Just 33 years old, Corban Addison is following in the footsteps of novelist Harriet Beecher Stowe. She wrote Uncle Tom's Cabin 160 years ago and helped end slavery in the United States.
Addison, whose novel A Walk Across the Sun was just published, wants to help end global sex slavery. His challenge may be even bigger than Stowe's.
American slavery only ended after the Civil War, the Emancipation Proclamation, and a constitutional amendment. Sex slavery is less visible, already illegal, and tied with organized crime and government corruption around the world.
Addison landed an endorsement for his work from bestselling author John Grisham, who seldom writes book cover blurbs praising another author's work. And Addison's story includes some Grisham trademarks: fast-paced action, a lawyer torn between making big bucks and helping people, hints of faith without any sermons. In doing so, Addison puts names and faces on an issue that may seem distant and abstract.
The story takes Washington lawyer Thomas Clarke to India for pro bono legal work to fight sex trafficking. Clarke's world intersects with two Indian girls who lose their parents in a tsunami. Not everyone lives happily ever after, but Addison tells a story like Grisham. Will the good guys win? Is the pursuit of justice worth it in a world full of evil?
Addison lived in Indiana in his early years, then his family moved to California when he was in elementary school. His mother, Judi, homeschooled him and his younger brother for several years, and he knows that homeschoolers can get stereotyped.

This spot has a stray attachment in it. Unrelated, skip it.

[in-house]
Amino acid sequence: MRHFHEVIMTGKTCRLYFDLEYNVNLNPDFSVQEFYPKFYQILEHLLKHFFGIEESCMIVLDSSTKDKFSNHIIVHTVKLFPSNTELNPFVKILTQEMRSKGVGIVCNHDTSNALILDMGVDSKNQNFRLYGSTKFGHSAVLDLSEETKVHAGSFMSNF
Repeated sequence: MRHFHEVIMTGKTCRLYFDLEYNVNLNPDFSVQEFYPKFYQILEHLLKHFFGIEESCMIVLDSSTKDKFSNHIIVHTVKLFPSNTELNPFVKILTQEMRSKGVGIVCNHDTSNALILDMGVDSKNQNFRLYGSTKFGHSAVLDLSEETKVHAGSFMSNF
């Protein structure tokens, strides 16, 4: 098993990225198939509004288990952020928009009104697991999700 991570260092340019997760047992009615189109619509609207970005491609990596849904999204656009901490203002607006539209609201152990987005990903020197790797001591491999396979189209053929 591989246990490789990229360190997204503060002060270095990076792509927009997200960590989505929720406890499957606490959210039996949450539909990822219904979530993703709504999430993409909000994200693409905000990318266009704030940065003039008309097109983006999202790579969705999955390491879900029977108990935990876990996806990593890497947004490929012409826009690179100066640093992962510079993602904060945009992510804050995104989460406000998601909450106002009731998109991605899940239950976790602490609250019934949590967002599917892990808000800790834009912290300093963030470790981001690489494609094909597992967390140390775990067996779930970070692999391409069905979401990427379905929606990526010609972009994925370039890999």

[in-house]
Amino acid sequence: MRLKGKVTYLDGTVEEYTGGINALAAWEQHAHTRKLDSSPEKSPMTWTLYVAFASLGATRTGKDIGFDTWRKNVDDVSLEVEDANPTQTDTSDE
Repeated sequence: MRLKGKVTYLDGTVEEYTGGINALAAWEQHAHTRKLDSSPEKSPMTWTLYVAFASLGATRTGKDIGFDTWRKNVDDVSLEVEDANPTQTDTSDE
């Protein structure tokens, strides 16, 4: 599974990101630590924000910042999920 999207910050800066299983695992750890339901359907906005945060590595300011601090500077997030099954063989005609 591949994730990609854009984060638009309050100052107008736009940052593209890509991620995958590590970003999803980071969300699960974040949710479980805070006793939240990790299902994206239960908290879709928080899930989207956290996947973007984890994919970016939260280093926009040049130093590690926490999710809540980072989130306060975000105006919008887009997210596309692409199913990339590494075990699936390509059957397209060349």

"There is no shame in it," Addison told me in a telephone interview. "Homeschooling really helped me to learn how to educate myself."
After receiving an engineering degree from California Polytechnic State University, Addision earned a law degree at the University of Virginia. He lives in Virginia now.
The itch for stories came at a young age. Addison read all the Hardy Boys he could find and then graduated as a teen to books by Grisham, along with Tom Clancy and Pat Conroy. "I got really interested in plot-driven books, the Hardy Boys, adventure books," he said.
The topic of his novel is one of the few issues that attracts some political and social consensus in the United States.
"Human trafficking unites people in opposition-liberals and conservatives, people of faith and people of no faith at all," Addison said. "I want to find that strand of conscience that is common to all people."
His next novel continues with the social justice theme-human rights in southern Africa.